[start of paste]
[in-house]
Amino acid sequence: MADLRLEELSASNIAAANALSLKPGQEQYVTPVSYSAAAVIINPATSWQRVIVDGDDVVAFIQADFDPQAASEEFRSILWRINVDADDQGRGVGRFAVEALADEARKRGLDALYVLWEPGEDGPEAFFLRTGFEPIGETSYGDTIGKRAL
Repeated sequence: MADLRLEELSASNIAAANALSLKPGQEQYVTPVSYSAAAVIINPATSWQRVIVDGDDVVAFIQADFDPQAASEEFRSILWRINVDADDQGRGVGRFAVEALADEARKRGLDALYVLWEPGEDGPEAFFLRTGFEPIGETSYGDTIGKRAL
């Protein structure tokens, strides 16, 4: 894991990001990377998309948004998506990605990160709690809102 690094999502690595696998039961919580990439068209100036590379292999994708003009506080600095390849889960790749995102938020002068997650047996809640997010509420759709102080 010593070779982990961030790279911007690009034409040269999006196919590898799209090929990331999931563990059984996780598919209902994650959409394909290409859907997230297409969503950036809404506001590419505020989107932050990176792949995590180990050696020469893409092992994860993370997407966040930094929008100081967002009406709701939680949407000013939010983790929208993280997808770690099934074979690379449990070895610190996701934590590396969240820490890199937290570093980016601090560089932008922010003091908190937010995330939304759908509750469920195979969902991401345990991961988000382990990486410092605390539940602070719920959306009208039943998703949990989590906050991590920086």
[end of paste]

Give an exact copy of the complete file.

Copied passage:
[in-house]
Amino acid sequence: MADLRLEELSASNIAAANALSLKPGQEQYVTPVSYSAAAVIINPATSWQRVIVDGDDVVAFIQADFDPQAASEEFRSILWRINVDADDQGRGVGRFAVEALADEARKRGLDALYVLWEPGEDGPEAFFLRTGFEPIGETSYGDTIGKRAL
Repeated sequence: MADLRLEELSASNIAAANALSLKPGQEQYVTPVSYSAAAVIINPATSWQRVIVDGDDVVAFIQADFDPQAASEEFRSILWRINVDADDQGRGVGRFAVEALADEARKRGLDALYVLWEPGEDGPEAFFLRTGFEPIGETSYGDTIGKRAL
């Protein structure tokens, strides 16, 4: 894991990001990377998309948004998506990605990160709690809102 690094999502690595696998039961919580990439068209100036590379292999994708003009506080600095390849889960790749995102938020002068997650047996809640997010509420759709102080 010593070779982990961030790279911007690009034409040269999006196919590898799209090929990331999931563990059984996780598919209902994650959409394909290409859907997230297409969503950036809404506001590419505020989107932050990176792949995590180990050696020469893409092992994860993370997407966040930094929008100081967002009406709701939680949407000013939010983790929208993280997808770690099934074979690379449990070895610190996701934590590396969240820490890199937290570093980016601090560089932008922010003091908190937010995330939304759908509750469920195979969902991401345990991961988000382990990486410092605390539940602070719920959306009208039943998703949990989590906050991590920086």